This month, Ministry to Parents‘ focus is on Build a Parent Ministry Plan through Organization. We asked, Tony Bianco, speaker, and creator of the Family Technology Plan, to give parents a review on How to Monitor Technology by writing a review on how to use Bark. 

How To Monitor Technology: A Review on How to Use Bark

When it comes to monitoring your child’s device, parents have numerous options today, some of which already occur on the device. Other software offers a more in-depth look into the device and the activity. “Bark” is right in the middle of these two extremes. 

For many parents, Bark is going to do more than they need, and for others, it’s going to be just right. Depending on the age and needs of your student, you can determine if Bark is an option. Let’s take a look at Bark, what it can do, and how easy it may be for the average parent.


The first thing Bark is going to do is monitor the devices. Once you create an account ($99/year), you’ll be able to add your children and their devices, such as smartphones, tablets, and computers. You’ll also be able to select “accounts” your student may have — for example, messaging, social media (including SnapChat), and other popular apps. 

For Bark to monitor your student’s accounts, you’ll need a few different things. For starters, you’ll need the Username and Password for each of these. However, some of these accounts require additional downloads or a “follow” on an account for Bark to successfully monitor activity.

Because of this need, Bark encourages you, as do I, that you partner with your student in setting this up. For many parents, when they try to secretly “hack” or “monitor” their student’s online activity, they often get found out and the relationship with their student struggles from then on. It is much better to have a conversation with your student about these things and explain the need to protect and monitor activity. Honest communication will make conversations and moments around technology better in the long run.

I do want to mention that you should look into what you want to monitor and what type of devices you have. Each of these components will determine what and how in-depth Bark can monitor.

To see a full list of what Bark monitors, such as apps and device platforms, click HERE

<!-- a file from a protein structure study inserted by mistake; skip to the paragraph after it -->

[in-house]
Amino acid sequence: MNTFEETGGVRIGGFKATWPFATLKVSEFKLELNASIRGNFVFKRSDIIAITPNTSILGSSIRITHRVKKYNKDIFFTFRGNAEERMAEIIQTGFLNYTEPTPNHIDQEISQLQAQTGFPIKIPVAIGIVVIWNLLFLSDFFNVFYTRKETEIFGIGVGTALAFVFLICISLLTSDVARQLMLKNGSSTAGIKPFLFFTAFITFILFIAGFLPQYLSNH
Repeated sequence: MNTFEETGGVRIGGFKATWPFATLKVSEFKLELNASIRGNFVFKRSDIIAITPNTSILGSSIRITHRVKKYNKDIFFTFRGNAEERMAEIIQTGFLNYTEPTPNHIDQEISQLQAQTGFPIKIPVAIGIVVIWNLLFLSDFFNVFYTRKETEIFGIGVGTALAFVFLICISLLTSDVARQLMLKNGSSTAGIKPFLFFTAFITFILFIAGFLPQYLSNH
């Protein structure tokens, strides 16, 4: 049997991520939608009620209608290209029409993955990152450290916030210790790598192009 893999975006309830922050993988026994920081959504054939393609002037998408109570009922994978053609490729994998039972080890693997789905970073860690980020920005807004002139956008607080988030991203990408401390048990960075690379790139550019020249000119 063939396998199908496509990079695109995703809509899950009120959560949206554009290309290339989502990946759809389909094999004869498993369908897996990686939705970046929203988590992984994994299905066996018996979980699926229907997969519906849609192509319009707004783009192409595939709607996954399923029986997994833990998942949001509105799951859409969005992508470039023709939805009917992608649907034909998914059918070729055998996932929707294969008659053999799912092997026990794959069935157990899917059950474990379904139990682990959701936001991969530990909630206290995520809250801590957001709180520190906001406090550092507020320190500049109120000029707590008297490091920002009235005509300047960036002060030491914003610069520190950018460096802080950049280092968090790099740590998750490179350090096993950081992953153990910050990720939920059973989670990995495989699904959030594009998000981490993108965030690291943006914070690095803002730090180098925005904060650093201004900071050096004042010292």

Detect and Alert

For many parents, they do not wish to comb through every “lol” and “hey” text message their student sends. Several monitoring apps will give you this kind of detail if that’s what you are looking for.

However, Bark will only message you the bad stuff. Computer algorithms scan the accounts based on the login information you have provided and will give you a report on various things. 

The types of activities Bark checks are inappropriate content such as pornography, bullying, bad language, and many more. One great feature is you can tweak the sensitivity of the various categories via a sliding scale. So depending on what your student may struggle with, you can customize the protection. This feature is great as many similar apps are cookie-cutter and not this customizable. It is also a great option to have for those times that you may have felt that you had to turn something off or decline a feature because it was too sensitive. This feature is also customizable based on the age of your student.  

Once it detects activities parents need to address, parents receive a text or email with “issues to be addressed.” Parents can get the context of a conversation or visit a specific website the student visited. I would encourage parents that view these alerts either in Bark or other monitoring apps to check the source and have an honest conversation about it with your student.

Often parents may see an alert or notification and assume many things. If you spend time checking out the details and then have a conversation with your student, the better it will be. The more discussions and fewer lectures you can have with your student about screens and technology, the better you’ll be in the long run.


In summary, Bark is a great app that offers many features for most families. It’s a bit more than your average time-based app or built-in parental controls. However, that means it will be a bit more to manage and set-up.

Bark will have its limitations depending on the apps you want to monitor and the system software you run on the device, but overall it’s a good “next-steps” in monitoring and managing your student’s device. 

This service does offer a seven-day trial, so feel free to try it out, and if you don’t like it, can’t use it, or it doesn’t meet your needs, that’s okay! There are several options out there, and you need to find something you understand and can use!

If you’d like to see some of this app before fully committing, check out our Video Tutorial on Bark (located at the top of the blog post)!

Tony Bianco has been in Student Ministry for over ten years with his wife Diamend with whom they have two amazing kids. He is a former Radio DJ, Technology Reviewer, GameStop Manager, Apple Store Expert, and the author of The Family Technology Plan. You can contact Tony at


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